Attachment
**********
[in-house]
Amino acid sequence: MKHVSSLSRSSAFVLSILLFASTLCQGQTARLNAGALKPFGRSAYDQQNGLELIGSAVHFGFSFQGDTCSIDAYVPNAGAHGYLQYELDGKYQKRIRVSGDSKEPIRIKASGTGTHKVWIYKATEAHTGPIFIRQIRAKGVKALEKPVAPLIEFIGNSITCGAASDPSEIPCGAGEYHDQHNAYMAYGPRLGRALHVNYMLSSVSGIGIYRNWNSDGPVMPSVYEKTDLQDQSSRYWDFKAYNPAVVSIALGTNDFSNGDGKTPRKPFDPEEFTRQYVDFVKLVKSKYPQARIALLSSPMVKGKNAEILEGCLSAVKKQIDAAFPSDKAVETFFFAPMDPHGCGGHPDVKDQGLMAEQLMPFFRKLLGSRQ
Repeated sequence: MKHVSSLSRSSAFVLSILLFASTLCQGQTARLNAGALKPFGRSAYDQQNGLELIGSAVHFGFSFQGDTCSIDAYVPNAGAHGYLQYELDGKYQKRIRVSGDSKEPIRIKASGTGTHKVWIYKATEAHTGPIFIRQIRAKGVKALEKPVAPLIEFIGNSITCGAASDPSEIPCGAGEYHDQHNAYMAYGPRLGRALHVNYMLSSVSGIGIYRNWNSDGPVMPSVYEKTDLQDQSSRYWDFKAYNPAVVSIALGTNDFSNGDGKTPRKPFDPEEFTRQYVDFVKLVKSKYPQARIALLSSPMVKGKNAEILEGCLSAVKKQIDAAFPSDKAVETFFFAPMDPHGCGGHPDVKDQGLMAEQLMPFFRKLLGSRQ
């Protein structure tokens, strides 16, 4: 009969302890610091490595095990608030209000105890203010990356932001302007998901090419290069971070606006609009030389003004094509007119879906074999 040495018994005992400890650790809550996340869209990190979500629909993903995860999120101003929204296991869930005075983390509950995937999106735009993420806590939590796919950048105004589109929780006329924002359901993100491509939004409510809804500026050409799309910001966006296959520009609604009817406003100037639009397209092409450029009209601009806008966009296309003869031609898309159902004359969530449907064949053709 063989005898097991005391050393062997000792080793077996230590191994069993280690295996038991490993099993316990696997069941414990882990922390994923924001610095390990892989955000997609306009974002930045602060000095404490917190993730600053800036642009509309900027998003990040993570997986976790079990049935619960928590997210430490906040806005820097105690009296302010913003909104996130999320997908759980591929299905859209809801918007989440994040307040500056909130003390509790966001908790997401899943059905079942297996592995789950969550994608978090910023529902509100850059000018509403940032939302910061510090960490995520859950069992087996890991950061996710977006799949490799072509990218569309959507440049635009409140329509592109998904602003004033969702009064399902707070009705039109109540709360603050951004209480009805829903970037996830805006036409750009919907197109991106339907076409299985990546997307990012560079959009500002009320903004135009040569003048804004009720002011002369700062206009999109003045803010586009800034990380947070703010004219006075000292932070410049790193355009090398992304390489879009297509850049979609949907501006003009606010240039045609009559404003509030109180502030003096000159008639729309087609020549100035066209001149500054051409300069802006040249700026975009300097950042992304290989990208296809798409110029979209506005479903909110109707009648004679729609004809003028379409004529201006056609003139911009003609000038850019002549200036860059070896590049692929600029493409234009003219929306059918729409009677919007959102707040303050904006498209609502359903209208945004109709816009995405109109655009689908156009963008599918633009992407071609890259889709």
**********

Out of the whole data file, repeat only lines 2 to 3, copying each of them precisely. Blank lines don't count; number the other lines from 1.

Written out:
Amino acid sequence: MKHVSSLSRSSAFVLSILLFASTLCQGQTARLNAGALKPFGRSAYDQQNGLELIGSAVHFGFSFQGDTCSIDAYVPNAGAHGYLQYELDGKYQKRIRVSGDSKEPIRIKASGTGTHKVWIYKATEAHTGPIFIRQIRAKGVKALEKPVAPLIEFIGNSITCGAASDPSEIPCGAGEYHDQHNAYMAYGPRLGRALHVNYMLSSVSGIGIYRNWNSDGPVMPSVYEKTDLQDQSSRYWDFKAYNPAVVSIALGTNDFSNGDGKTPRKPFDPEEFTRQYVDFVKLVKSKYPQARIALLSSPMVKGKNAEILEGCLSAVKKQIDAAFPSDKAVETFFFAPMDPHGCGGHPDVKDQGLMAEQLMPFFRKLLGSRQ
Repeated sequence: MKHVSSLSRSSAFVLSILLFASTLCQGQTARLNAGALKPFGRSAYDQQNGLELIGSAVHFGFSFQGDTCSIDAYVPNAGAHGYLQYELDGKYQKRIRVSGDSKEPIRIKASGTGTHKVWIYKATEAHTGPIFIRQIRAKGVKALEKPVAPLIEFIGNSITCGAASDPSEIPCGAGEYHDQHNAYMAYGPRLGRALHVNYMLSSVSGIGIYRNWNSDGPVMPSVYEKTDLQDQSSRYWDFKAYNPAVVSIALGTNDFSNGDGKTPRKPFDPEEFTRQYVDFVKLVKSKYPQARIALLSSPMVKGKNAEILEGCLSAVKKQIDAAFPSDKAVETFFFAPMDPHGCGGHPDVKDQGLMAEQLMPFFRKLLGSRQ